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Mission to Rabaul - Nonstop action in the South West Pacific 1943

Rabaul, a large natural harbor on the eastern end of the huge Island of New Britain (located northeast of New Guinea in the Southwest Pacific) was an essential strategic linchpin for the Japanese from which they could project their forces throughout the region.

They poured tens of thousands of troops, hundreds of airplanes, and thousands of tons of supplies and material into this base to make it a mighty fortress. The Allies' brilliant solution to the Rabaul conundrum was to isolate it, slowly starve it, and bypass it -- rather than assault it directly.

This dramatic, high impact documentary film shows some of the most memorable, exciting, and extensive footage of 5th Air Force B-25G bombers conducting tree top level attacks with machine guns and delayed action bombs to come out of World War 2 .The first step in the reduction of Rabaul was the seizure of a string of Japanese bases along the Northeast coast of New Guinea.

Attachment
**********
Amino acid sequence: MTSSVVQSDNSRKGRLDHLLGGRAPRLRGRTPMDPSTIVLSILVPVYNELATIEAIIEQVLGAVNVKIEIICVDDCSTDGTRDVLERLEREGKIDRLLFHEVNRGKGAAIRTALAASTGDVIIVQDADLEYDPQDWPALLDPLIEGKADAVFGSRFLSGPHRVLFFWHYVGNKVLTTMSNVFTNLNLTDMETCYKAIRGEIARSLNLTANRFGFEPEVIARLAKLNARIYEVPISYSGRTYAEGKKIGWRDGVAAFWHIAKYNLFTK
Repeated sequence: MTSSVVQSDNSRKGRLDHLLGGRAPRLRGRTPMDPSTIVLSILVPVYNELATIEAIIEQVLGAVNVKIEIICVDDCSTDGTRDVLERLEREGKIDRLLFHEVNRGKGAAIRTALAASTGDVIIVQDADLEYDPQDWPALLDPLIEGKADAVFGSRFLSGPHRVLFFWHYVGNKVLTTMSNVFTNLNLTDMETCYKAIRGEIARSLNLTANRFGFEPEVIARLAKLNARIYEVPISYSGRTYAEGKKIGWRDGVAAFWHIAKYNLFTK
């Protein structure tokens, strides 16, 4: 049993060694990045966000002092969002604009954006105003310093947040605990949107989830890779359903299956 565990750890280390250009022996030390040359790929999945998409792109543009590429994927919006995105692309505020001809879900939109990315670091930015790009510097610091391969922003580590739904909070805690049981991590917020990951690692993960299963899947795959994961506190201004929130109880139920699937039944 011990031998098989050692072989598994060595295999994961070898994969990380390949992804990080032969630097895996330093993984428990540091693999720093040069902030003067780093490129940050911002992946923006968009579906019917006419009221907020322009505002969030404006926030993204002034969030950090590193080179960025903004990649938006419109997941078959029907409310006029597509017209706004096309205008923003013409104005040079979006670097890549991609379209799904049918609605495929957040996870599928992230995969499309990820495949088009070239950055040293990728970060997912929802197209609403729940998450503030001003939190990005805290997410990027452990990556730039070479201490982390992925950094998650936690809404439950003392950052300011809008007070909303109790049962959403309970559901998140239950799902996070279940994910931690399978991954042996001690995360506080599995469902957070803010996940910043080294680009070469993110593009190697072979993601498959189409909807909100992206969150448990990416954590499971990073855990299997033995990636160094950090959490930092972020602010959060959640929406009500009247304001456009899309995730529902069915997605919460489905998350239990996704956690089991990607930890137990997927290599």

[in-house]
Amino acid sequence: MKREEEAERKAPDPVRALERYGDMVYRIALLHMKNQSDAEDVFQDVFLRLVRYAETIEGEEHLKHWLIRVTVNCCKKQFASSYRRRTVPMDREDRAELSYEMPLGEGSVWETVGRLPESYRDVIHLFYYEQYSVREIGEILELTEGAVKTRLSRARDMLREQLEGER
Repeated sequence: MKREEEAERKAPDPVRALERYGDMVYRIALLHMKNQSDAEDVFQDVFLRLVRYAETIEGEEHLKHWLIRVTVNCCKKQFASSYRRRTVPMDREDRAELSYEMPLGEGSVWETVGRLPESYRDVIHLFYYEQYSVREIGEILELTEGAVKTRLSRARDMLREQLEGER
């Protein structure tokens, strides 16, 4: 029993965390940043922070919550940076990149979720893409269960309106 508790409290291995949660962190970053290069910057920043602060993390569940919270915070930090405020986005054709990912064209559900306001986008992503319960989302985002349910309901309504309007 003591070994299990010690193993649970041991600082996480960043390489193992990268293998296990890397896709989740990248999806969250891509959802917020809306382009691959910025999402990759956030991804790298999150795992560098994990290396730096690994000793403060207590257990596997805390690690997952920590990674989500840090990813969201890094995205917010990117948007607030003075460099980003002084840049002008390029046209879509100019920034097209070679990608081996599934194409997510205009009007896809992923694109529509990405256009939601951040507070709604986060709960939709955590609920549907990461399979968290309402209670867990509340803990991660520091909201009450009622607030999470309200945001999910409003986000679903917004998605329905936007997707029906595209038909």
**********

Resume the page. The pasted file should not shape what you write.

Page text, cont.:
The film focuses on the decisive and revolutionary impact of the air component in the strategy, including high & low level attacks, parachute drops, and resupply, accompanied by a magnificent musical score drawn from Holst's "The Planets." You're literally sitting in the cockpit or in the tail gunners seat watching amazing low level attack runs.

You'll also see P-38s, A-20s, B-25s and B-24 cooperating with US Australian and New Zealand Forces securing forward air bases to strike against Rabaul and for the invasion of New Britain. "Mission to Rabaul" shows how each piece of this classic strategy culminated inevitably in the first escorted, massed bomber strike on Rabaul on 12th October, 1943 an essential goal in the reduction of Japanese defenses.

 

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